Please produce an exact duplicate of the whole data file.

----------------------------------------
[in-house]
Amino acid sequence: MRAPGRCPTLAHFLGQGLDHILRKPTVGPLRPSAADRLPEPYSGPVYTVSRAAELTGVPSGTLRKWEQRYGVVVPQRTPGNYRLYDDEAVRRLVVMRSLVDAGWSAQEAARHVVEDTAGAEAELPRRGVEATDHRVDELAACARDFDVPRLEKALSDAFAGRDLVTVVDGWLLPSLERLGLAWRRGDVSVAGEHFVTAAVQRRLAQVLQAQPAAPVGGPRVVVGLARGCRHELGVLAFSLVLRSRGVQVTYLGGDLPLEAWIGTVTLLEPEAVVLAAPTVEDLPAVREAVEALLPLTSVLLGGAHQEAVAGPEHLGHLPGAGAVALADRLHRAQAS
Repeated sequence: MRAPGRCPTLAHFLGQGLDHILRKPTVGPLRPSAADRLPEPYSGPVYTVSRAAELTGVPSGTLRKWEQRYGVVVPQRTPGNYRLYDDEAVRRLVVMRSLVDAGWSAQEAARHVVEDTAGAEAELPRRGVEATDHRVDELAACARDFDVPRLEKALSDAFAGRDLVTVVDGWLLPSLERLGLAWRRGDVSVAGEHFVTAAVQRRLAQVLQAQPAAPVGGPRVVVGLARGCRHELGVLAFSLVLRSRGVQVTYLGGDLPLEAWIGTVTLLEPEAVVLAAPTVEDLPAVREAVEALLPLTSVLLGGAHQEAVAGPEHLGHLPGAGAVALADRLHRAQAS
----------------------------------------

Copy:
[in-house]
Amino acid sequence: MRAPGRCPTLAHFLGQGLDHILRKPTVGPLRPSAADRLPEPYSGPVYTVSRAAELTGVPSGTLRKWEQRYGVVVPQRTPGNYRLYDDEAVRRLVVMRSLVDAGWSAQEAARHVVEDTAGAEAELPRRGVEATDHRVDELAACARDFDVPRLEKALSDAFAGRDLVTVVDGWLLPSLERLGLAWRRGDVSVAGEHFVTAAVQRRLAQVLQAQPAAPVGGPRVVVGLARGCRHELGVLAFSLVLRSRGVQVTYLGGDLPLEAWIGTVTLLEPEAVVLAAPTVEDLPAVREAVEALLPLTSVLLGGAHQEAVAGPEHLGHLPGAGAVALADRLHRAQAS
Repeated sequence: MRAPGRCPTLAHFLGQGLDHILRKPTVGPLRPSAADRLPEPYSGPVYTVSRAAELTGVPSGTLRKWEQRYGVVVPQRTPGNYRLYDDEAVRRLVVMRSLVDAGWSAQEAARHVVEDTAGAEAELPRRGVEATDHRVDELAACARDFDVPRLEKALSDAFAGRDLVTVVDGWLLPSLERLGLAWRRGDVSVAGEHFVTAAVQRRLAQVLQAQPAAPVGGPRVVVGLARGCRHELGVLAFSLVLRSRGVQVTYLGGDLPLEAWIGTVTLLEPEAVVLAAPTVEDLPAVREAVEALLPLTSVLLGGAHQEAVAGPEHLGHLPGAGAVALADRLHRAQAS